In our whole series, lymphoma progression remained the most frequent cause of failure, accounting for 47.8% of all causes of death. This is in line with several previous observations, including a recent report on a large series of FL.31 Indeed, lymphoma progression was much more often responsible for fatal outcome among patients allocated to the CHOP-R arm, with 65% of all deaths, compared to the R-HDS arm with only 35% of all deaths. On the other hand, early and late toxicities were the most frequent cause of failure for patients in the R-HDS arm, which counterbalanced the increased anti-lymphoma activity of R-HDS compared to CHOP-R, resulting in analogous overall survival for the two treatment arms. Rituximab maintenance is now used with the aim of reducing disease recurrence risk.32 In addition, both bendamustine and the novel anti-CD20 obinutuzumab antibody have been proposed as more effective first-line treatments compared to R-CHOP.3433 In particular, bendamustine is now frequently used as first-line treatment in place of the CHOP schedule. However, no evidence is currently available to suggest that these novel treatment strategies will substantially reduce the risk for disease-related deaths without affecting the treatment safety profile in the long term. Indeed, our update reinforces the need for prolonged observation to define the true survival advantage of any novel treatment for FL. Novel treatments for FL should combine potent anti-lymphoma activity along with low risk of both early and late toxicities.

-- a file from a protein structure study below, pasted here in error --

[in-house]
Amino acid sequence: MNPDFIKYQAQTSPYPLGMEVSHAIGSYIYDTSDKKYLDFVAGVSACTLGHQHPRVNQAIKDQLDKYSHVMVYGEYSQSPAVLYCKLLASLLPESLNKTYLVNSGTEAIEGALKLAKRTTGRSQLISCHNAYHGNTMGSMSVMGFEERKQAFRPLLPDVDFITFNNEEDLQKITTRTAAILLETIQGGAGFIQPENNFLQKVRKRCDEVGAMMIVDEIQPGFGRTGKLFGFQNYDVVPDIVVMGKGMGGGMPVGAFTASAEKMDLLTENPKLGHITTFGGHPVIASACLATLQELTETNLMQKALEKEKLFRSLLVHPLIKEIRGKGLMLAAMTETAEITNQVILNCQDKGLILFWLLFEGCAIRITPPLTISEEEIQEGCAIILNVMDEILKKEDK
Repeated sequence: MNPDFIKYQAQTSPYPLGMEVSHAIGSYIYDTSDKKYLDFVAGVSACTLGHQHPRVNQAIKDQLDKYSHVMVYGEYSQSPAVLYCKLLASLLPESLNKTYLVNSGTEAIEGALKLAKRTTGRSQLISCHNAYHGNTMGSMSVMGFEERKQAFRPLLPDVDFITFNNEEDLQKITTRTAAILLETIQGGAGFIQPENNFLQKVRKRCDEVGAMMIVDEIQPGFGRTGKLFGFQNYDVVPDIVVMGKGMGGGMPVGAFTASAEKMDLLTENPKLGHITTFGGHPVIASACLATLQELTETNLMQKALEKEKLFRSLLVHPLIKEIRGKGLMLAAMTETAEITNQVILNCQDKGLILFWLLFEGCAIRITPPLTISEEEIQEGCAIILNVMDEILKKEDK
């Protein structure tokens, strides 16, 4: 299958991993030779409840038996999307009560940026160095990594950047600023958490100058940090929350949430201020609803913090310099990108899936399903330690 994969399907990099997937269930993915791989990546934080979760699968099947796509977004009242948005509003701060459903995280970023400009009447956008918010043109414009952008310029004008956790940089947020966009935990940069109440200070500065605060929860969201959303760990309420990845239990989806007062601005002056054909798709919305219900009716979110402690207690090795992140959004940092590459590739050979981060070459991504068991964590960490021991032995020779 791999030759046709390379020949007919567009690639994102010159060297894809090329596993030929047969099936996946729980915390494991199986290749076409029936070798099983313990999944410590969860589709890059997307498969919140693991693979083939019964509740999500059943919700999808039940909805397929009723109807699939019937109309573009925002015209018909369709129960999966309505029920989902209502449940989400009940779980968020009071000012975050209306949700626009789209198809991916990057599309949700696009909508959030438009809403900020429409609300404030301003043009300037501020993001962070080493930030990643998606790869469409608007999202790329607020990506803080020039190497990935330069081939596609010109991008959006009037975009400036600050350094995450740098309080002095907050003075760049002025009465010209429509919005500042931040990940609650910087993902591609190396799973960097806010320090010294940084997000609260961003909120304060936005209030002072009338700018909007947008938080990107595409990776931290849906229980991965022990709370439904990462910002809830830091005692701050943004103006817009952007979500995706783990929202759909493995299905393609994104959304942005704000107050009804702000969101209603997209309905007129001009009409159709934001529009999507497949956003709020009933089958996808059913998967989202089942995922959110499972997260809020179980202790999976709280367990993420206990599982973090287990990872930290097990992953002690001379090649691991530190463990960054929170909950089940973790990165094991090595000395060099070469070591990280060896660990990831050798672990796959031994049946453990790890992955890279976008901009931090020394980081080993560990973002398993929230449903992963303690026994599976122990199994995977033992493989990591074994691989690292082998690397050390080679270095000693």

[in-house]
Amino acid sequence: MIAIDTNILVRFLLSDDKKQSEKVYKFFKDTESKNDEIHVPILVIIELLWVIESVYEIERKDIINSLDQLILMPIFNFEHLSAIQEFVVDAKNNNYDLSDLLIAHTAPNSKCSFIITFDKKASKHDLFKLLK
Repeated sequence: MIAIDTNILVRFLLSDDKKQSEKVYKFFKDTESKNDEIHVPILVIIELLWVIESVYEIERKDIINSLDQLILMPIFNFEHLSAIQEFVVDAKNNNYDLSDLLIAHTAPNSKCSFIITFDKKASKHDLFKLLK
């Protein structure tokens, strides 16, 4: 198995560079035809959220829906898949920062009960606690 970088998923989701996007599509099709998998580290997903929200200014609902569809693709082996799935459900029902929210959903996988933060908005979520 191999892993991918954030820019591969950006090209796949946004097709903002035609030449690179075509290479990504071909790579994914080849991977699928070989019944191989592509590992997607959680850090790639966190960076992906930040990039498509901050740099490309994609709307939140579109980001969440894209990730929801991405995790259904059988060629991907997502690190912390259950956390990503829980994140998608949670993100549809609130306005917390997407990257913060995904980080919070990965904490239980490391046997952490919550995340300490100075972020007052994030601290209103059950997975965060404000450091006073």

Most late toxicities were secondary malignancies associated with the use of high-dose therapy with autograft delivered either upfront in the R-HDS arm or as salvage therapy in a good proportion of patients failing after upfront CHOP-R. This finding is in line with previous reports, including a retrospective study from the Gruppo Italiano Terapie Innovative nei Linfomi (GITIL) group indicating increased risk for secondary MDS/AL in lymphoma patients receiving high-dose therapy and autograft.35 A recent surveillance study by the Spanish Lymphoma Group (GELTAMO) group has further stressed the risk of secondary MDS/AL in FL patients undergoing autograft.36 Moreover, both the GITIL and GELTAMO studies indicated a trend for increased risk for secondary solid tumors when autograft is delivered along with rituximab.3635 Thus, the risk for late occurrence of secondary malignancy is a main issue in the long-term management of FL patients. This concern must be kept in mind in the long-term assessment of the efficacy of novel drugs and drug combinations.39373433